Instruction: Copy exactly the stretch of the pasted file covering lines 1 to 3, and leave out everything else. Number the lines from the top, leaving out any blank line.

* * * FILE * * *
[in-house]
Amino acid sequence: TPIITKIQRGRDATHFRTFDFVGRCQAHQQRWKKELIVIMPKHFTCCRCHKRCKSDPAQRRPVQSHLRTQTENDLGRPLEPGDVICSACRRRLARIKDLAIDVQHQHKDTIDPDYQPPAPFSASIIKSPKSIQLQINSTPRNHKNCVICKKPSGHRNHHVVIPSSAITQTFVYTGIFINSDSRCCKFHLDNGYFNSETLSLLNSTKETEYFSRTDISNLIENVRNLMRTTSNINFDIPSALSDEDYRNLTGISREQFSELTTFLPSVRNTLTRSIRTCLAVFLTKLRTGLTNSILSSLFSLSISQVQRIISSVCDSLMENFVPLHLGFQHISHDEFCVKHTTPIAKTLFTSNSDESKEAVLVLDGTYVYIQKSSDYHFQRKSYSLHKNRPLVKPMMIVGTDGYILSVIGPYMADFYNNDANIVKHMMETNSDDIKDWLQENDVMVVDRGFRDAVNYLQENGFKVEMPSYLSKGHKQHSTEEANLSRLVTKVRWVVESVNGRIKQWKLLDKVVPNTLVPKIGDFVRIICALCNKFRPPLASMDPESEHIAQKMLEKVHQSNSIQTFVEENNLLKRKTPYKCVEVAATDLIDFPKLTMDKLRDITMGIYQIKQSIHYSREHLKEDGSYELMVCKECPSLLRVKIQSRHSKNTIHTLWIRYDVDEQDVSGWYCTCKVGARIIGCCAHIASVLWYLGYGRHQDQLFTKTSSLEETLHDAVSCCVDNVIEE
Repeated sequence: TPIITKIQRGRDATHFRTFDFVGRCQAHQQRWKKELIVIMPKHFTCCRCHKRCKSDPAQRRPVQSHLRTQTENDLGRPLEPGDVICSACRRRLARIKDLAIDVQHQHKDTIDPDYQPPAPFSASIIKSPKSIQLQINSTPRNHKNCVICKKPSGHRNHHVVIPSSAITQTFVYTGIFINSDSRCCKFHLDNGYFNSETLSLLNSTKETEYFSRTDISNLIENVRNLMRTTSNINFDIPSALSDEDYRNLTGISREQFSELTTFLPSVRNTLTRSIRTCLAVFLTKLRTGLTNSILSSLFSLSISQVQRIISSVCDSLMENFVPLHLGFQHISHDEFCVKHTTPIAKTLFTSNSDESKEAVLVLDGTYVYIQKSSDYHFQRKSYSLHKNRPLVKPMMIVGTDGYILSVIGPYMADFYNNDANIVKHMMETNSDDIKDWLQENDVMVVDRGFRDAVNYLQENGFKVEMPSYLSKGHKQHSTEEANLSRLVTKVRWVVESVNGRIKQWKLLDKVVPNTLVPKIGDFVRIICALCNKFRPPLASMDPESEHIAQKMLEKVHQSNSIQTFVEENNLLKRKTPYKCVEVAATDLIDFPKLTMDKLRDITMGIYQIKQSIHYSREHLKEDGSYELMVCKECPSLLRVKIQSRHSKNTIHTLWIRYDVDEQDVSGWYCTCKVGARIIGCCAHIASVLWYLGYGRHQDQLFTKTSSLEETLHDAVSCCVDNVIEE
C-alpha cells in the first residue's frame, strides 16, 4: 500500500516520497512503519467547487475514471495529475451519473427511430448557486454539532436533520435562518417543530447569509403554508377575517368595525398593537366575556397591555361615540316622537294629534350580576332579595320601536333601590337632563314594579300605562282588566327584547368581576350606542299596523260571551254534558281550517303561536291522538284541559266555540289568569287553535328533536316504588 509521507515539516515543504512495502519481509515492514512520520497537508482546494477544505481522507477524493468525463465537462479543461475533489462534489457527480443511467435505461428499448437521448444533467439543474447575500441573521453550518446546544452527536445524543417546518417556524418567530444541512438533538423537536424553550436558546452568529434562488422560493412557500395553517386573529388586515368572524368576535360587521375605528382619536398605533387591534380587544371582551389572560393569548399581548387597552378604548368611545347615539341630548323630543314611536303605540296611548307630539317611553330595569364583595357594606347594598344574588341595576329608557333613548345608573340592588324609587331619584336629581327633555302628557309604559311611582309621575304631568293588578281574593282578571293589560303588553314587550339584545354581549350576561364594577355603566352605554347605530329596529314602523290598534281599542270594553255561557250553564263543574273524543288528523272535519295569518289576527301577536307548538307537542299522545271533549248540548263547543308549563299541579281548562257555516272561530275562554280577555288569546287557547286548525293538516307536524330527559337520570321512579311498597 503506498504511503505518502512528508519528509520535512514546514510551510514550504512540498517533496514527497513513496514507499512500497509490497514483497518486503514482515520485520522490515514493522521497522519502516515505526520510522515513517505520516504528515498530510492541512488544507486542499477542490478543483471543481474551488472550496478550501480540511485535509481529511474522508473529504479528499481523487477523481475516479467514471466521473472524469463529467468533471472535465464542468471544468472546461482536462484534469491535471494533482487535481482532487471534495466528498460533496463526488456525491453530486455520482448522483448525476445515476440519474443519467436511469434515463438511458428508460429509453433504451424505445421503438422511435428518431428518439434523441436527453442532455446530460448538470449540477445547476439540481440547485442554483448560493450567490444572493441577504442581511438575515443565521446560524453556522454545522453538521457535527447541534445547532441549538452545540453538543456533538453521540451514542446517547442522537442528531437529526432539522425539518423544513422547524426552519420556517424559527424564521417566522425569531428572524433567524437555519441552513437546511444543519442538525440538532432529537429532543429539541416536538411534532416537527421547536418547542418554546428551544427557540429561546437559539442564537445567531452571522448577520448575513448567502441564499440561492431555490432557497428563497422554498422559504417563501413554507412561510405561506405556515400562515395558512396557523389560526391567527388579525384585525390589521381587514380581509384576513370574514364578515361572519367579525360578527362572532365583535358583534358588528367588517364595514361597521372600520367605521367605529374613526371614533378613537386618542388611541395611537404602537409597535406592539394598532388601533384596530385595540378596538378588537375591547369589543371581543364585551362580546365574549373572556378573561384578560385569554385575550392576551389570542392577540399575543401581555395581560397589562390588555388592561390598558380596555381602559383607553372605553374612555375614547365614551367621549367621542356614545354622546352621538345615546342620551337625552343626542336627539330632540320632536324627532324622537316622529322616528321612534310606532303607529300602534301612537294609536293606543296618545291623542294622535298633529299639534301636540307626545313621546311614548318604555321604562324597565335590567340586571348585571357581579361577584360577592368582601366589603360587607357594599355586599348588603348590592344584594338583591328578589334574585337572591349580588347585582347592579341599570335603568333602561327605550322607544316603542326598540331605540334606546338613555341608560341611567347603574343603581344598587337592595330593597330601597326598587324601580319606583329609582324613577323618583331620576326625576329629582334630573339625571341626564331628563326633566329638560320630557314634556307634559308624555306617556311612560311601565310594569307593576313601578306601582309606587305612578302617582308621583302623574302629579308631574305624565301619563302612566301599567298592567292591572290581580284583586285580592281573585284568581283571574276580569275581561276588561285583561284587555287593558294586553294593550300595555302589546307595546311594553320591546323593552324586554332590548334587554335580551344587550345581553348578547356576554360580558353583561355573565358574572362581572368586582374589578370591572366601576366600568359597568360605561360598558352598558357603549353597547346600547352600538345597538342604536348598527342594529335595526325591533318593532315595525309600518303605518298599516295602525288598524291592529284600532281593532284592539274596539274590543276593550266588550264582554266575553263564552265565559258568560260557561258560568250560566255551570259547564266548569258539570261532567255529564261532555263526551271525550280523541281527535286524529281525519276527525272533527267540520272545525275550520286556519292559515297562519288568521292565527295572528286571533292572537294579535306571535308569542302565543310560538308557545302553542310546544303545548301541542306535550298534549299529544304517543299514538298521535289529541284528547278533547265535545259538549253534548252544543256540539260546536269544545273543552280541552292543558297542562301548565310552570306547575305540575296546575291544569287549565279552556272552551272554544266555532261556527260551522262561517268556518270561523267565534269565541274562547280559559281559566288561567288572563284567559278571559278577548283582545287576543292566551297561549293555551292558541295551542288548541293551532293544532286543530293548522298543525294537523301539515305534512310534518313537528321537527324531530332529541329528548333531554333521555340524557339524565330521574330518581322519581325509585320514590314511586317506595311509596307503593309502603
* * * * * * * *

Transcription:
[in-house]
Amino acid sequence: TPIITKIQRGRDATHFRTFDFVGRCQAHQQRWKKELIVIMPKHFTCCRCHKRCKSDPAQRRPVQSHLRTQTENDLGRPLEPGDVICSACRRRLARIKDLAIDVQHQHKDTIDPDYQPPAPFSASIIKSPKSIQLQINSTPRNHKNCVICKKPSGHRNHHVVIPSSAITQTFVYTGIFINSDSRCCKFHLDNGYFNSETLSLLNSTKETEYFSRTDISNLIENVRNLMRTTSNINFDIPSALSDEDYRNLTGISREQFSELTTFLPSVRNTLTRSIRTCLAVFLTKLRTGLTNSILSSLFSLSISQVQRIISSVCDSLMENFVPLHLGFQHISHDEFCVKHTTPIAKTLFTSNSDESKEAVLVLDGTYVYIQKSSDYHFQRKSYSLHKNRPLVKPMMIVGTDGYILSVIGPYMADFYNNDANIVKHMMETNSDDIKDWLQENDVMVVDRGFRDAVNYLQENGFKVEMPSYLSKGHKQHSTEEANLSRLVTKVRWVVESVNGRIKQWKLLDKVVPNTLVPKIGDFVRIICALCNKFRPPLASMDPESEHIAQKMLEKVHQSNSIQTFVEENNLLKRKTPYKCVEVAATDLIDFPKLTMDKLRDITMGIYQIKQSIHYSREHLKEDGSYELMVCKECPSLLRVKIQSRHSKNTIHTLWIRYDVDEQDVSGWYCTCKVGARIIGCCAHIASVLWYLGYGRHQDQLFTKTSSLEETLHDAVSCCVDNVIEE
Repeated sequence: TPIITKIQRGRDATHFRTFDFVGRCQAHQQRWKKELIVIMPKHFTCCRCHKRCKSDPAQRRPVQSHLRTQTENDLGRPLEPGDVICSACRRRLARIKDLAIDVQHQHKDTIDPDYQPPAPFSASIIKSPKSIQLQINSTPRNHKNCVICKKPSGHRNHHVVIPSSAITQTFVYTGIFINSDSRCCKFHLDNGYFNSETLSLLNSTKETEYFSRTDISNLIENVRNLMRTTSNINFDIPSALSDEDYRNLTGISREQFSELTTFLPSVRNTLTRSIRTCLAVFLTKLRTGLTNSILSSLFSLSISQVQRIISSVCDSLMENFVPLHLGFQHISHDEFCVKHTTPIAKTLFTSNSDESKEAVLVLDGTYVYIQKSSDYHFQRKSYSLHKNRPLVKPMMIVGTDGYILSVIGPYMADFYNNDANIVKHMMETNSDDIKDWLQENDVMVVDRGFRDAVNYLQENGFKVEMPSYLSKGHKQHSTEEANLSRLVTKVRWVVESVNGRIKQWKLLDKVVPNTLVPKIGDFVRIICALCNKFRPPLASMDPESEHIAQKMLEKVHQSNSIQTFVEENNLLKRKTPYKCVEVAATDLIDFPKLTMDKLRDITMGIYQIKQSIHYSREHLKEDGSYELMVCKECPSLLRVKIQSRHSKNTIHTLWIRYDVDEQDVSGWYCTCKVGARIIGCCAHIASVLWYLGYGRHQDQLFTKTSSLEETLHDAVSCCVDNVIEE